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Bohemian Blooms

Art Deco Davidsons Cloud Glass Jar

Art Deco Davidsons Cloud Glass Jar

Regular price $40.00 CAD
Regular price $50.00 CAD Sale price $40.00 CAD
Sale Sold out

This jar is so unique and the colours are unlike any glass I’ve come across. 

More of a chocolate satin kinda look! 
Minor wear along the base of the figure but otherwise perfect condition. 

From cloudglass.com: Davidson made more Cloud Glass than any other manufacturer. The majority of Cloud Glass was made in the 'fancy' glassware designs of flower bowls and vases. Only a relatively small amount was made in domestic glassware such plates sugars etc. Of all of the colours made by Davidson Amber is the most common.

From glassencyclopedia.com: 

for a hundred and twenty years George Davidon's glassworks made pressed art glass in the North East of England and exported it all around the world. One of their most successful products was Cloud Glass.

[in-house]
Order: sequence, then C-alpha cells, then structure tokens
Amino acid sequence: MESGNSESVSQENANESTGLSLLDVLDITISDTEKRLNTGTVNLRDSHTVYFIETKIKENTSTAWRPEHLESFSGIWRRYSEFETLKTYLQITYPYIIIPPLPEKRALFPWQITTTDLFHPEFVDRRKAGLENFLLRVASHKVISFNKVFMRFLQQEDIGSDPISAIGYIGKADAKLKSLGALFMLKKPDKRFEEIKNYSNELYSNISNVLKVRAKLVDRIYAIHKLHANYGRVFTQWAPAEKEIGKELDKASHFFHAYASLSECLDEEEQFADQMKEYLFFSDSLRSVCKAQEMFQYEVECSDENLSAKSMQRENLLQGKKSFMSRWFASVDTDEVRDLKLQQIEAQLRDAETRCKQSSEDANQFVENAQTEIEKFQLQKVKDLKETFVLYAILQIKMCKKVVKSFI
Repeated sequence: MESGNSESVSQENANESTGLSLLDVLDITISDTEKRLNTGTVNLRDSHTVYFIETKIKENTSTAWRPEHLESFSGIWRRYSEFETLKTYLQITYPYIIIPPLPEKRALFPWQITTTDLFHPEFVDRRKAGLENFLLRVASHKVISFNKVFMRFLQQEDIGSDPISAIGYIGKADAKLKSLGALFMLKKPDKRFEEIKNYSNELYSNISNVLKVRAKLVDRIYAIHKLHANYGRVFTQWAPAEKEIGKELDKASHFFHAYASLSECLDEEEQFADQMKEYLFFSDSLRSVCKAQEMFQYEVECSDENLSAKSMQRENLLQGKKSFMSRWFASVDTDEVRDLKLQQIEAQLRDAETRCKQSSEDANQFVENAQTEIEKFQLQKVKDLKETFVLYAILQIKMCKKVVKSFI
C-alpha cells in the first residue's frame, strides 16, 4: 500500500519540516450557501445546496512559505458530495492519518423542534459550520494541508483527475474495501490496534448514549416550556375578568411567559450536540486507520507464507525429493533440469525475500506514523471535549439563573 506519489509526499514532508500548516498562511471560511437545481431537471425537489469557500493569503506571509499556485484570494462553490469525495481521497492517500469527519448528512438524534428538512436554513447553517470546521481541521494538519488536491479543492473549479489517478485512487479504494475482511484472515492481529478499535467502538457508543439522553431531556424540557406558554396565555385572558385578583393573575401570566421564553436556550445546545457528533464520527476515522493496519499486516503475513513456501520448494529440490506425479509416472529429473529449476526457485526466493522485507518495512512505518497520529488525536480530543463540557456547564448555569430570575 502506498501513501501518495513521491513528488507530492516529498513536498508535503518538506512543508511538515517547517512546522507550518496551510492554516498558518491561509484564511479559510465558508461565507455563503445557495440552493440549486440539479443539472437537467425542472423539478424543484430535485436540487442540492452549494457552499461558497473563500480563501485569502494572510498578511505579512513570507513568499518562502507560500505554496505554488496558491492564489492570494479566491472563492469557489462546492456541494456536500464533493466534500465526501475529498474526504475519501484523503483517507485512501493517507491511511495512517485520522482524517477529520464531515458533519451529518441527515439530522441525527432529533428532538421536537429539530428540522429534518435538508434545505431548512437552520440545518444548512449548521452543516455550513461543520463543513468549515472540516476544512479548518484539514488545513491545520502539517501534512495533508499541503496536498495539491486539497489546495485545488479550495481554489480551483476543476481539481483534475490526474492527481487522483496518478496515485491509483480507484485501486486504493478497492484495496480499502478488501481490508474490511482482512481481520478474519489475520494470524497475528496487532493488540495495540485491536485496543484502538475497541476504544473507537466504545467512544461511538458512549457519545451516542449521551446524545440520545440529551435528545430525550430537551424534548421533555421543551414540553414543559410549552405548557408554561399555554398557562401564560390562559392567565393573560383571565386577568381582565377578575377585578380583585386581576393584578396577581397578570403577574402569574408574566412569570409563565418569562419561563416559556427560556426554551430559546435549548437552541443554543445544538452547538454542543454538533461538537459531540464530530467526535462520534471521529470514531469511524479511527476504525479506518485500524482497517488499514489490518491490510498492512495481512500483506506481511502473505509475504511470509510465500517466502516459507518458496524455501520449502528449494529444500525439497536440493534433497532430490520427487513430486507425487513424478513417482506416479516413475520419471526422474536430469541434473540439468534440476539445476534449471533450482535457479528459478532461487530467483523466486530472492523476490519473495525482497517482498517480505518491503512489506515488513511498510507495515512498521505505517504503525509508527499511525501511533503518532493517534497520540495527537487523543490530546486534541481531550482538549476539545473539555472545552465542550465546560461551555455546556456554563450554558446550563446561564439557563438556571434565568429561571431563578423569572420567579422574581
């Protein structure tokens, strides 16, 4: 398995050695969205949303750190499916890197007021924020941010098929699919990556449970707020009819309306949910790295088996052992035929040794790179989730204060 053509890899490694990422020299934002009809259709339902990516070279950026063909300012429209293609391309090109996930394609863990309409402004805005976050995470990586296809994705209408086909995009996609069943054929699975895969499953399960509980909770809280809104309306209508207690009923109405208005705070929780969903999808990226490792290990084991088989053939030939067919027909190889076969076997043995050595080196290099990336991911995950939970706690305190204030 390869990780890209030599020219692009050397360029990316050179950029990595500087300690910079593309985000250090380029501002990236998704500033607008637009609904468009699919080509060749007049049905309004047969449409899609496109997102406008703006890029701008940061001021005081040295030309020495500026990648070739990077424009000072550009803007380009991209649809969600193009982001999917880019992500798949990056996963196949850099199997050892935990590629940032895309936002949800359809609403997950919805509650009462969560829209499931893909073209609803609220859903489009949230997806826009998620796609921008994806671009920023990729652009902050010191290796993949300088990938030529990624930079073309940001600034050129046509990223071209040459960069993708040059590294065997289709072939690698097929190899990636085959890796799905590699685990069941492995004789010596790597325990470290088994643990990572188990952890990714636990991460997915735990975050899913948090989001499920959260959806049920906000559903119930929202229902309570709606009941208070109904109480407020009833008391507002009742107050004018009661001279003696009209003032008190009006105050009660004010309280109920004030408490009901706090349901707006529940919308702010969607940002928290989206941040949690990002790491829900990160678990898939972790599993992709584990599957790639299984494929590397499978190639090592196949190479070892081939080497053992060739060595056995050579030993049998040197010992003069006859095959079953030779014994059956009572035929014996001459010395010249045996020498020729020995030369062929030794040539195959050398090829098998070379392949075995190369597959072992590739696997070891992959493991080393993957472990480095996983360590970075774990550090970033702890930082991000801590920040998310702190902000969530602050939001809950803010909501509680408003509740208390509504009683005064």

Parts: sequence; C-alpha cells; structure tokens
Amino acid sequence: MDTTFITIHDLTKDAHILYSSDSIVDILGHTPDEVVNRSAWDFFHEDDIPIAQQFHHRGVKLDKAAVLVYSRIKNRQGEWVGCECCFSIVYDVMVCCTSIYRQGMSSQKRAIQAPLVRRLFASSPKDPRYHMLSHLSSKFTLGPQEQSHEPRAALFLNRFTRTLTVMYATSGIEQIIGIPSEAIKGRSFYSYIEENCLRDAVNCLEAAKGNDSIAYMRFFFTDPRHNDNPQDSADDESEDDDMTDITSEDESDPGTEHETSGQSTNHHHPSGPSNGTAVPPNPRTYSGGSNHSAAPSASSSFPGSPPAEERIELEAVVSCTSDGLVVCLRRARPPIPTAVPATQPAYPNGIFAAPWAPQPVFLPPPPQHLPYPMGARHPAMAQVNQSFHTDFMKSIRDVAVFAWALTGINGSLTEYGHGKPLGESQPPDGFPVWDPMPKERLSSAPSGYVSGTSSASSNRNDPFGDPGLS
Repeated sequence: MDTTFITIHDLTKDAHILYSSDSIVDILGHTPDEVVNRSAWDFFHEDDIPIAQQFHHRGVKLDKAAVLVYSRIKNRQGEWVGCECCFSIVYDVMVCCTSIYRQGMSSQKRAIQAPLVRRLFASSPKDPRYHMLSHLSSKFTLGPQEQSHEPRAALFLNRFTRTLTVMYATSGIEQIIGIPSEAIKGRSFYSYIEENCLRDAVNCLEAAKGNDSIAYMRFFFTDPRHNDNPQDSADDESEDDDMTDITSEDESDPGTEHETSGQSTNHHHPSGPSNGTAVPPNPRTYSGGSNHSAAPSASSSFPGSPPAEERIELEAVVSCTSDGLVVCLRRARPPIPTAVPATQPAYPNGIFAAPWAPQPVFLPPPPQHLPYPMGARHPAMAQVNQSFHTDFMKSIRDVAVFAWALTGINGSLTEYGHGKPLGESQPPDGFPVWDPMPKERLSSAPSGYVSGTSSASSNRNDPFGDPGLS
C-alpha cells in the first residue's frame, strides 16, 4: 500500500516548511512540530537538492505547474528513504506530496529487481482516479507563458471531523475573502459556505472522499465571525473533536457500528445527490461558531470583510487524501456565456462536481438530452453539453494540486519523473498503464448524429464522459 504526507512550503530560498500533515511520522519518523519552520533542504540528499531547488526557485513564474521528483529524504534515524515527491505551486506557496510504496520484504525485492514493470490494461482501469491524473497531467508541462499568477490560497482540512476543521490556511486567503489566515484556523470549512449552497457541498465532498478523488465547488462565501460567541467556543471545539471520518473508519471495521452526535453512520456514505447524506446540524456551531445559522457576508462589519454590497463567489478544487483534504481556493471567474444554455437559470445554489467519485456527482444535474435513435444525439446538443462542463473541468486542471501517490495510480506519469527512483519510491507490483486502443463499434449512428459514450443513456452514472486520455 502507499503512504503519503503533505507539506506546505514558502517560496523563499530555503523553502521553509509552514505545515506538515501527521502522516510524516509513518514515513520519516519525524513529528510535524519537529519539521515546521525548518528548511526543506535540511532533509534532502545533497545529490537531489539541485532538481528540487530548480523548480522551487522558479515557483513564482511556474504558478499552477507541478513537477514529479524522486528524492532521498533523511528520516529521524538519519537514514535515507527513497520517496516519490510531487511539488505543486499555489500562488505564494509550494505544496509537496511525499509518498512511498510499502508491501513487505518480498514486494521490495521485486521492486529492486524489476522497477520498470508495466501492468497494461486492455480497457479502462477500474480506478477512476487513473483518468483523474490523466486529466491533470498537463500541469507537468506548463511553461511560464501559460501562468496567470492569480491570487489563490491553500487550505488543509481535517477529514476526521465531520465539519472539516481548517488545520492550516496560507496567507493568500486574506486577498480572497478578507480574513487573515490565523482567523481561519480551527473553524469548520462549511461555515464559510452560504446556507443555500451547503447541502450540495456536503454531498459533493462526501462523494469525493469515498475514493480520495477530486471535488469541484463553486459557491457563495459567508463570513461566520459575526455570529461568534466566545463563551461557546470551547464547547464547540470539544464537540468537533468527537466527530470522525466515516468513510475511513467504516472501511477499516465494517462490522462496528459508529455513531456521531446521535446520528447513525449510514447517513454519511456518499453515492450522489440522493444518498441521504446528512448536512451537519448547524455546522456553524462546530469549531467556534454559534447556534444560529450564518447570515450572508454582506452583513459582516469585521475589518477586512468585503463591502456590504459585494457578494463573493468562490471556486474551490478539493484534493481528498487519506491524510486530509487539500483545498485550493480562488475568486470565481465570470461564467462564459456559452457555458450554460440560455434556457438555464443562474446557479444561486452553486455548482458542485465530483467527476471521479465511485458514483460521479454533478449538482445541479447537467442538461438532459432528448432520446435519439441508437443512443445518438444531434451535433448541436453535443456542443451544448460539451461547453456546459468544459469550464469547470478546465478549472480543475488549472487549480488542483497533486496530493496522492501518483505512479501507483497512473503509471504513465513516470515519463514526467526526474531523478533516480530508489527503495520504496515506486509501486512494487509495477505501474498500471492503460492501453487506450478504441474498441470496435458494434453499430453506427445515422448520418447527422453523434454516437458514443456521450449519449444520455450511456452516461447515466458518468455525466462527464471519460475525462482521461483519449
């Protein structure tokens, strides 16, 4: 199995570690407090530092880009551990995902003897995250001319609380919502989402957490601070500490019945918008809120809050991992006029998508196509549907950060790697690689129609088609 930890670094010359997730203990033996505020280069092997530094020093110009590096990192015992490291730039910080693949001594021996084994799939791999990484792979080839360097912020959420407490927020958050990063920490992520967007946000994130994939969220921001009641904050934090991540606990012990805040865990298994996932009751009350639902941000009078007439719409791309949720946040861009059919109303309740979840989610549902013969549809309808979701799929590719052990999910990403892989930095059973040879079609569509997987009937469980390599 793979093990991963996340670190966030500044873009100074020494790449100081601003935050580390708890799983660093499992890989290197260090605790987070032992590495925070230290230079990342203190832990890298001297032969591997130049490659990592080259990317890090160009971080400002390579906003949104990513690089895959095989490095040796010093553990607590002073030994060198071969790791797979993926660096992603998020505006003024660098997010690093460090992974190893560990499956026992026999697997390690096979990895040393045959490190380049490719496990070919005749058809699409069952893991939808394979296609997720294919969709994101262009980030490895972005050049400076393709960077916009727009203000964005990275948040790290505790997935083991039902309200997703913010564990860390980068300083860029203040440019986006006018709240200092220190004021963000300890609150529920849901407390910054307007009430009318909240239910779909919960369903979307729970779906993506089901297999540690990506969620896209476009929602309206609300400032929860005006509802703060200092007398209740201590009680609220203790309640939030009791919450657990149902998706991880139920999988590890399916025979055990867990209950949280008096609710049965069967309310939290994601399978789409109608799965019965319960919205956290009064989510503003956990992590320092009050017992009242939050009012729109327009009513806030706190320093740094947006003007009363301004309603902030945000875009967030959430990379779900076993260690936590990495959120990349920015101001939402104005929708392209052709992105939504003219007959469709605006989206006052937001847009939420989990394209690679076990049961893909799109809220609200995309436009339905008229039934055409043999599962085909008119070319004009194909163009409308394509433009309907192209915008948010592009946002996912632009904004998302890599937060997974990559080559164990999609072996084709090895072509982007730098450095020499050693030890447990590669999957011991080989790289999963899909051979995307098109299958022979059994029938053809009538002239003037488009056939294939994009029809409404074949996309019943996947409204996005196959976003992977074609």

In 1922 Davidson's invented Cloud Glass, a kind of glass with streaks like clouds, which they aptly named "Cloud Glass" (pictured left). It was very popular in the 1920's and 30's.

Cloud Glass was heavy pressed coloured glass with a small amount of darker glass added at the last minute to the molten glass to produce cloud-like streaks. Each piece was hand finished and had its own unique pattern in the glass. It was made in a wide range of shapes in amber, brown, purple, blue, green, orange, & (rarely) in red & grey.

The Davidson glass company had special links with New Zealand & Australia; the founder's brother had emigrated to Australia towards the end of the nineteenth century, and set up trade with England. At one stage a barter system was set up, with shiploads of glass going to New Zealand & Australia in exchange for shiploads of food for Britain. Cloud Glass was exported in large quantities. Many pieces were also taken overseas by emigrating families.

"Amber Cloud Glass" was the first colour in "Cloud Glass" made by Davidson's of Gateshead, followed in 1928 by a transparent version, which Davidson's called "Tortoiseshell".

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